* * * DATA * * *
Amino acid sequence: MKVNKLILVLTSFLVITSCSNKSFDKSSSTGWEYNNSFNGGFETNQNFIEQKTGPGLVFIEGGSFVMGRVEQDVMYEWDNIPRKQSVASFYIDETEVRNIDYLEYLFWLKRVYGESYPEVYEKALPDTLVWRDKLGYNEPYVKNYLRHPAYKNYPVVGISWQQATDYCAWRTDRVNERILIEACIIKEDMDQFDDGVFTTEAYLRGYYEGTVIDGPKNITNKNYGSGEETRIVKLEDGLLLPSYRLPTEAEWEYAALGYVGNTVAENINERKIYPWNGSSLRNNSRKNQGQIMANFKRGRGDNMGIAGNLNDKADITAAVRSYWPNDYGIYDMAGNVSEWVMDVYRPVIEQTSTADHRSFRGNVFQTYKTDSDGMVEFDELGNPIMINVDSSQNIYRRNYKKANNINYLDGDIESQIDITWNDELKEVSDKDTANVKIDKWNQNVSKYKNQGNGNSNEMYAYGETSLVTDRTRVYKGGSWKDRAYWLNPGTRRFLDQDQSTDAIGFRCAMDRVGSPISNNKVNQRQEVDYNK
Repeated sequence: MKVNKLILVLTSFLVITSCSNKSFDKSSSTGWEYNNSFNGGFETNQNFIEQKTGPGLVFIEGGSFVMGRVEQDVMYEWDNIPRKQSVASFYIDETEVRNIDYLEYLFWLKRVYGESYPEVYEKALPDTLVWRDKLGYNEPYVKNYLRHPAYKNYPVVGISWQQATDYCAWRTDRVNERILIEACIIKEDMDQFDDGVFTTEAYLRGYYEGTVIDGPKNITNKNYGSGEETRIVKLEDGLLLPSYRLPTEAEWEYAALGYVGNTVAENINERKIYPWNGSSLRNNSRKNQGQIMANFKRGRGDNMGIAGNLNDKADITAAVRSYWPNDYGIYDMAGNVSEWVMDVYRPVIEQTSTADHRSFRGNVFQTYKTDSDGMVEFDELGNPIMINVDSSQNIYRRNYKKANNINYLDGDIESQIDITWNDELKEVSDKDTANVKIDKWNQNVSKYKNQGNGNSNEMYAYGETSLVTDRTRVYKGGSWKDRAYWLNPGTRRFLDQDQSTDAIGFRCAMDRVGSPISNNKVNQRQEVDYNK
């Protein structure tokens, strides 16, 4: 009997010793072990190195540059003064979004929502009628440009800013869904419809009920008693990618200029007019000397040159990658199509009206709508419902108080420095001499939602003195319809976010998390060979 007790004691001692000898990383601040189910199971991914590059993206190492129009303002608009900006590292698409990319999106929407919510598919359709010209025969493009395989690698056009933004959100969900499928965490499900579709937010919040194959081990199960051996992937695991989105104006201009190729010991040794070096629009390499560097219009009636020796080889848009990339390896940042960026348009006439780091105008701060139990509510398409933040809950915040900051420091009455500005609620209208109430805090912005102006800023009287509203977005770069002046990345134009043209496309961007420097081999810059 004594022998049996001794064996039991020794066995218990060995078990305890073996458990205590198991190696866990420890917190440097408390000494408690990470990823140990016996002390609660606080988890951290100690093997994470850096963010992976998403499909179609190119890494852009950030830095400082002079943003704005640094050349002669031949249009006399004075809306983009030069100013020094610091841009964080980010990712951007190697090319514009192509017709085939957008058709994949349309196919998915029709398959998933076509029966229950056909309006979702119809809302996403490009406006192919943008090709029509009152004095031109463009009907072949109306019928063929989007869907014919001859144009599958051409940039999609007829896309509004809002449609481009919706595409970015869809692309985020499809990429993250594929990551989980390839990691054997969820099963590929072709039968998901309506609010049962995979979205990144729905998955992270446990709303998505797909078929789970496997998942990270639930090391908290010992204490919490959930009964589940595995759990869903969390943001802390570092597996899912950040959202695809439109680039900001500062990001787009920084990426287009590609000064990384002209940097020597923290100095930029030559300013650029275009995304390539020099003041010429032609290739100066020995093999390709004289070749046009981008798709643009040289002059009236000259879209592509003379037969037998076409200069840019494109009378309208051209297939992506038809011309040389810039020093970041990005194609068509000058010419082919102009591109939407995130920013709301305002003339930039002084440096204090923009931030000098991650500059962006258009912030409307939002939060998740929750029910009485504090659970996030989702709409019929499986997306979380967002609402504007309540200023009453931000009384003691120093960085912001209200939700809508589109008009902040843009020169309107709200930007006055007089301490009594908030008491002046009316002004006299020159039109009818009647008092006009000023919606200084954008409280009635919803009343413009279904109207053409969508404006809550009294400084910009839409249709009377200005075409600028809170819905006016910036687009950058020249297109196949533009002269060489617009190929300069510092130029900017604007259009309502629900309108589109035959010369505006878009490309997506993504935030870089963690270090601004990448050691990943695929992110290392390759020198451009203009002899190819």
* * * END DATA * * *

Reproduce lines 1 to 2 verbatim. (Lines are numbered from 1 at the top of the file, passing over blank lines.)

Amino acid sequence: MKVNKLILVLTSFLVITSCSNKSFDKSSSTGWEYNNSFNGGFETNQNFIEQKTGPGLVFIEGGSFVMGRVEQDVMYEWDNIPRKQSVASFYIDETEVRNIDYLEYLFWLKRVYGESYPEVYEKALPDTLVWRDKLGYNEPYVKNYLRHPAYKNYPVVGISWQQATDYCAWRTDRVNERILIEACIIKEDMDQFDDGVFTTEAYLRGYYEGTVIDGPKNITNKNYGSGEETRIVKLEDGLLLPSYRLPTEAEWEYAALGYVGNTVAENINERKIYPWNGSSLRNNSRKNQGQIMANFKRGRGDNMGIAGNLNDKADITAAVRSYWPNDYGIYDMAGNVSEWVMDVYRPVIEQTSTADHRSFRGNVFQTYKTDSDGMVEFDELGNPIMINVDSSQNIYRRNYKKANNINYLDGDIESQIDITWNDELKEVSDKDTANVKIDKWNQNVSKYKNQGNGNSNEMYAYGETSLVTDRTRVYKGGSWKDRAYWLNPGTRRFLDQDQSTDAIGFRCAMDRVGSPISNNKVNQRQEVDYNK
Repeated sequence: MKVNKLILVLTSFLVITSCSNKSFDKSSSTGWEYNNSFNGGFETNQNFIEQKTGPGLVFIEGGSFVMGRVEQDVMYEWDNIPRKQSVASFYIDETEVRNIDYLEYLFWLKRVYGESYPEVYEKALPDTLVWRDKLGYNEPYVKNYLRHPAYKNYPVVGISWQQATDYCAWRTDRVNERILIEACIIKEDMDQFDDGVFTTEAYLRGYYEGTVIDGPKNITNKNYGSGEETRIVKLEDGLLLPSYRLPTEAEWEYAALGYVGNTVAENINERKIYPWNGSSLRNNSRKNQGQIMANFKRGRGDNMGIAGNLNDKADITAAVRSYWPNDYGIYDMAGNVSEWVMDVYRPVIEQTSTADHRSFRGNVFQTYKTDSDGMVEFDELGNPIMINVDSSQNIYRRNYKKANNINYLDGDIESQIDITWNDELKEVSDKDTANVKIDKWNQNVSKYKNQGNGNSNEMYAYGETSLVTDRTRVYKGGSWKDRAYWLNPGTRRFLDQDQSTDAIGFRCAMDRVGSPISNNKVNQRQEVDYNK